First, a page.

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I was told the following probability problem:

While doing a math problem today at the contest the probability of Annie, Tom and Karen getting the problem correct first is 1/7, 1/2, and 5/14 respectively. Annie breaks her pencil lead so is out for the question. What is the probability Tom gets done first?

When I first read this problem, I thought, "Easy. With Annie out of the question, the ratio of chance of Tom and Karen getting the problem correct first remains the same, so the probabilities can be normalized, so the probability that Tom gets done first is: (7/6)*(1/2) = 7/12."

But the argument was then made that assuming the same ratio between Tom and Karen is arbitrary and bogus - we cannot know if Tom and Karen will maintain the same probability ratio of getting the problem correct. For example, if Tom was really good at the questions that Annie normally could get, perhaps he'd get all of the answers she'd have gotten: 1/7 + 1/2 = 9/14.

Does this imply that the probability that Tom gets done first is undefined? Can we not make a statement about the probability? Would such a statement at least be an estimate of the "real" probability? And if we knew the "real" probability, couldn't we identify whether Tom got the question correct with 100% accuracy?

I am confused as to what I believe about probability.

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2 Answers 2

up vote 1 down vote accepted

Of course, math questions like this require you to set the framework of the model. In this case, if we make the assumption that their problem solving abilities are independent of each other, we can proceed like you initially suggested. If you want to add more confounding variables, then the solution becomes more involved.

Your concerns will extend to questions like "If 3 workmen can build 4 benches in 5 days, how long will it take 5 workmen to build 6 benches?" In order to answer the question, we have to make the assumption that they have the same rate of work. It is entirely possible that "5 workmen will build 6 benches in 7 days", because they are lazy workmen.

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Thanks for the response, Calvin. What you describe makes a lot of sense. In particular, though, are making assumptions about, for example, independence "correct" in the context of calculating probability? When is it appropriate to add confounding variables? Are all probabilities subject to the assumptions an individual decides to adopt? –  Kirby Mar 16 '13 at 0:33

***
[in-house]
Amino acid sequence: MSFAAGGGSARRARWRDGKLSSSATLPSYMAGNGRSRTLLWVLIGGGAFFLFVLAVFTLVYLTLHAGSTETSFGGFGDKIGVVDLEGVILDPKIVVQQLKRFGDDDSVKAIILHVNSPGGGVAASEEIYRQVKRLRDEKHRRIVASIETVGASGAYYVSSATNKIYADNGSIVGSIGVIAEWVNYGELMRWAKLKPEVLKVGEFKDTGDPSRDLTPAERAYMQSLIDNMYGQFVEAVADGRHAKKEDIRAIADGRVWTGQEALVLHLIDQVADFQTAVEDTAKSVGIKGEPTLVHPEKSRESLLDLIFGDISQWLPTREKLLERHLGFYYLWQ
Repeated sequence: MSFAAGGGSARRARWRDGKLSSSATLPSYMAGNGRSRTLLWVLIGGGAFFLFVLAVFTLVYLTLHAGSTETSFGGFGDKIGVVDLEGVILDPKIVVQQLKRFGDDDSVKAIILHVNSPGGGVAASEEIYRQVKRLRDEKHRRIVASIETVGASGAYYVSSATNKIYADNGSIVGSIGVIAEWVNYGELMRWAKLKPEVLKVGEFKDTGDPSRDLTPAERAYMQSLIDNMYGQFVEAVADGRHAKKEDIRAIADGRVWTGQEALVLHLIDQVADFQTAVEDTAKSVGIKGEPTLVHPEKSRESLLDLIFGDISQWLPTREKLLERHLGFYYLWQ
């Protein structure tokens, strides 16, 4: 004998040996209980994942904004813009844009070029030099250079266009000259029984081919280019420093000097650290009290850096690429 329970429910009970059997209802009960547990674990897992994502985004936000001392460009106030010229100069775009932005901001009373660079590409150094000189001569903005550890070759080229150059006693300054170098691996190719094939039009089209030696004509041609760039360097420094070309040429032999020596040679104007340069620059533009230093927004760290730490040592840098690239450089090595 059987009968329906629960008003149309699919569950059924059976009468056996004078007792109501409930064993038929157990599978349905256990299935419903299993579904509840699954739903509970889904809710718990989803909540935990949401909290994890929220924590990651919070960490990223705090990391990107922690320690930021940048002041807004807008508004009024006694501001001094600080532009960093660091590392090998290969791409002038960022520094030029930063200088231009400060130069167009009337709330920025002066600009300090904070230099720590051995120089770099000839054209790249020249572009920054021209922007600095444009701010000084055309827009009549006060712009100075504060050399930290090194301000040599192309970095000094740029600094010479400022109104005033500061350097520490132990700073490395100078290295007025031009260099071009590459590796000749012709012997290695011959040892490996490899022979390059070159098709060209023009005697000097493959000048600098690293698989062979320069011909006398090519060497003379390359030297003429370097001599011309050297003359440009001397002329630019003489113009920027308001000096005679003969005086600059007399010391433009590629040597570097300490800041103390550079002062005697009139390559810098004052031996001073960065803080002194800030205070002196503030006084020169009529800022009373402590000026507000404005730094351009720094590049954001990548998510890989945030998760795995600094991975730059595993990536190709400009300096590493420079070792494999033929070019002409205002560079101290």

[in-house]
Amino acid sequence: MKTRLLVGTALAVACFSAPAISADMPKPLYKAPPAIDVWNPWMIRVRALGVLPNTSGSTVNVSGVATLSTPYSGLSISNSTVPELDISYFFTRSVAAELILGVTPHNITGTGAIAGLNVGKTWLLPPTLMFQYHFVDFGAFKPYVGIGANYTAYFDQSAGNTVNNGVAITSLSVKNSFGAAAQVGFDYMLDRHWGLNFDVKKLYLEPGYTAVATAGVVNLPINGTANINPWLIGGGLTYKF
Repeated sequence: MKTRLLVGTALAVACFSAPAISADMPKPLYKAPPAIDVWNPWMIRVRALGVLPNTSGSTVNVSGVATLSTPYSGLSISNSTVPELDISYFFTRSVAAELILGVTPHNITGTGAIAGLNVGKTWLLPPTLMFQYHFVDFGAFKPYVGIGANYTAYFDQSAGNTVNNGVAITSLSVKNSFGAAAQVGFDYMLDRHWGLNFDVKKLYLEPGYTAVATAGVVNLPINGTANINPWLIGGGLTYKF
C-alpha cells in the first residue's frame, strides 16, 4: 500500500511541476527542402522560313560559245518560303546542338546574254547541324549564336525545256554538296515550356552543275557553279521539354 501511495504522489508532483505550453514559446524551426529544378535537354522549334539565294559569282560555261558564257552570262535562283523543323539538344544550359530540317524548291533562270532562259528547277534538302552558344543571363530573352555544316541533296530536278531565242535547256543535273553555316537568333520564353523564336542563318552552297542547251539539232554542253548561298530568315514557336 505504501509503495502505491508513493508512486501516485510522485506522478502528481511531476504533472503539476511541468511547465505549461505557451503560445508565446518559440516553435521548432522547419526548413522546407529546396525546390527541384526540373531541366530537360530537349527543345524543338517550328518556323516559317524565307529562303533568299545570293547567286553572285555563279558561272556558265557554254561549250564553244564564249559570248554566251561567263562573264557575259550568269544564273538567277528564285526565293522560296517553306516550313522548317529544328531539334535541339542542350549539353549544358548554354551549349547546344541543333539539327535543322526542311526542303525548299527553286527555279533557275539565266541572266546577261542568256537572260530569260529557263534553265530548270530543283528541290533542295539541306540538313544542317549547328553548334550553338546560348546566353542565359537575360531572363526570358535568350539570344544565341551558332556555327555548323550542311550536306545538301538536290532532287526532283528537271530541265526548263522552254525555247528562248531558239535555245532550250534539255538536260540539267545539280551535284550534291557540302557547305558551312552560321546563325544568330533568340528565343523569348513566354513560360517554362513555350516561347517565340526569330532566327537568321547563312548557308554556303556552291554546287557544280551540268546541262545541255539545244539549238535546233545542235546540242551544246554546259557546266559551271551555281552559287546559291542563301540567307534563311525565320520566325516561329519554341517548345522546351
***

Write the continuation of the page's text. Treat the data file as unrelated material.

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@Kirby Given that you do not have any further information, most people will say that the assumption of independence is perfectly reasonable. That would be my route, if I had to give a single value answer. Whereas, if this was more of a project, then I would want to consider the other factors that can affect the problem. You started with given bounds on the exact value of the probability, which is great. –  Calvin Lin Mar 16 '13 at 0:40
    
Thanks, Calvin. I think that makes sense. –  Kirby Mar 17 '13 at 20:49

Good answer @Calvin Lin

It is worth noting that this failure to understand when real world events are truly independent (rarely) and when they are correlated or even causal can have serious consequences.

There is a case in the UK where a woman spent many years in jail convicted on the testimony of an expert witness who stated (figures are not correct) that the incidence of sudden infant death syndrome (SIDS) were say 1 in 10,000 and that therefore the chance that the woman's 3 children died of SIDS is therefore 1 in 1,000,000,000,000. Aside from the fact that showing they did not die of SIDS does not prove that the mother killed them, it's just plain wrong. The causes of SIDS are unknown but it is conceivable, even likely, that the causes are genetic and/or environmental - siblings share both of these factors so the events are likely to be correlated.

On the flip side, the gambling industry (at least for casino games) largely exists because people believe that largely independent events, like rolls of dice, are in some way correlated. People's runs of bad luck CAN end, but only if they stop gambling!

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